A friend of mine spent this past weekend at the beach – it was easy to tell because of the thick tan lines on her shoulders. She mentioned to me that she had to have them evened out at the tanning bed. I don’t think it’s any secret that prolonged, acute exposure to UV rays are bad for your skin and bad for your health. When I told her how I felt about tanning beds, she reassured me that she was going to get a spray tan instead – no harsh exposure. What she didn’t know is that spray tans can be just as dangerous as baking in a tanning bed.
According to some experts, the active chemical in spray tans has the potential to cause genetic alterations and DNA damage. After several tests, it was shown that the chemical agent that turns the skin brown, called DHA, is only approved for external use. This would seem obvious, but what some people are not thinking about is what happens when the chemical is accidentally inhaled. The studies show that even though the FDA claims the chemical should not be ingested or inhaled, the rules are not enforced in salons.
Dr. Lynn Goldman, the dean of George Washington University’s School of Public health, says DHA is ending up in the respiratory system, and spray tanners should be concerned about the potential for lung cancer. Dr. Goldman advocates for further research and investigation into the effects of DHA. Other experts have claimed that DHA is a potential human health hazard and that it could lead to birth defects.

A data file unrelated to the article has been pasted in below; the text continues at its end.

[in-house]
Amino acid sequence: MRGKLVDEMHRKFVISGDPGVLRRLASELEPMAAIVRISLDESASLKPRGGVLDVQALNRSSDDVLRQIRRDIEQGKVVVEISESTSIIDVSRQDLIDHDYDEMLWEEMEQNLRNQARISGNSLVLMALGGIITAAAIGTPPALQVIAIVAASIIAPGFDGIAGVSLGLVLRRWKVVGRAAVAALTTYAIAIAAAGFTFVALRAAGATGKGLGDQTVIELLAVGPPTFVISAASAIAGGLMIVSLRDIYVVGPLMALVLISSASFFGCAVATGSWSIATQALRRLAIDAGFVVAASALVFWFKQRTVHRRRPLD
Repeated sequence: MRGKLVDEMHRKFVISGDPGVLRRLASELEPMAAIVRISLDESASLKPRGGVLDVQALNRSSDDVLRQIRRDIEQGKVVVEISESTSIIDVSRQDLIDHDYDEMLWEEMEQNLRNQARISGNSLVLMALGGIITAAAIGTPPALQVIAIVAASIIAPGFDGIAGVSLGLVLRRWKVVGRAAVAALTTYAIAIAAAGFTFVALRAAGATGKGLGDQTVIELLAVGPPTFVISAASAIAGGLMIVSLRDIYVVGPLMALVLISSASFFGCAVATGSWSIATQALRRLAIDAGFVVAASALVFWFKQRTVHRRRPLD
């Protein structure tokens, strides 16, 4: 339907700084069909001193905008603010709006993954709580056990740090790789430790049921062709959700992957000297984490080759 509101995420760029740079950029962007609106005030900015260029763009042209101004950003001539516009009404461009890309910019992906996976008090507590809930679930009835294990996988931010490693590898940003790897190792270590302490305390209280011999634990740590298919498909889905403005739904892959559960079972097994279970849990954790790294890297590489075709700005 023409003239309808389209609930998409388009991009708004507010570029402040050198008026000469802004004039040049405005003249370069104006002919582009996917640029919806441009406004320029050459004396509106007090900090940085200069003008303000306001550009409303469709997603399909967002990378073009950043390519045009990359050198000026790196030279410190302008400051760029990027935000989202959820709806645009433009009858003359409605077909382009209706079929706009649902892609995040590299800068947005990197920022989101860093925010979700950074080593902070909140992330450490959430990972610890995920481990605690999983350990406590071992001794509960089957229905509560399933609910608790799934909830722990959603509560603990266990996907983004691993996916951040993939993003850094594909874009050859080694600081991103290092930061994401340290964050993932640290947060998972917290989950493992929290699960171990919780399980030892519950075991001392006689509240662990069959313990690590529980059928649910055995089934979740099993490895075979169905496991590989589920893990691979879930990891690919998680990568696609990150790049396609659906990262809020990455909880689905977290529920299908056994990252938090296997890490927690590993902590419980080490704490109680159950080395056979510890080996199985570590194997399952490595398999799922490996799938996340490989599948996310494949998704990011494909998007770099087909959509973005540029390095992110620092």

The main problem in this situation lies within the salons. Some claim that you can eat DHA and that it is “food grade” and “approved for ingestion by the FDA.” The reason for these claims is that there is a health supplement that goes by the same acronym; these statements are not true of the chemical in spray tanners. Additionally, although the FDA tells consumers to cover their eyes, nose and lips when using the product, many salon personnel discourage the use of protective eyewear and tell customers to simply hold their breath and close their eyes.
It seems that nowadays there is not healthy way to get a little color. Despite the warnings from the FDA, international health organizations and increased taxes, many continue to go to the tanning salon. Spray tans have recently been viewed as a healthy alternative to baking in fake UV rays – but in light of this new research what will “fake bakers” do now?
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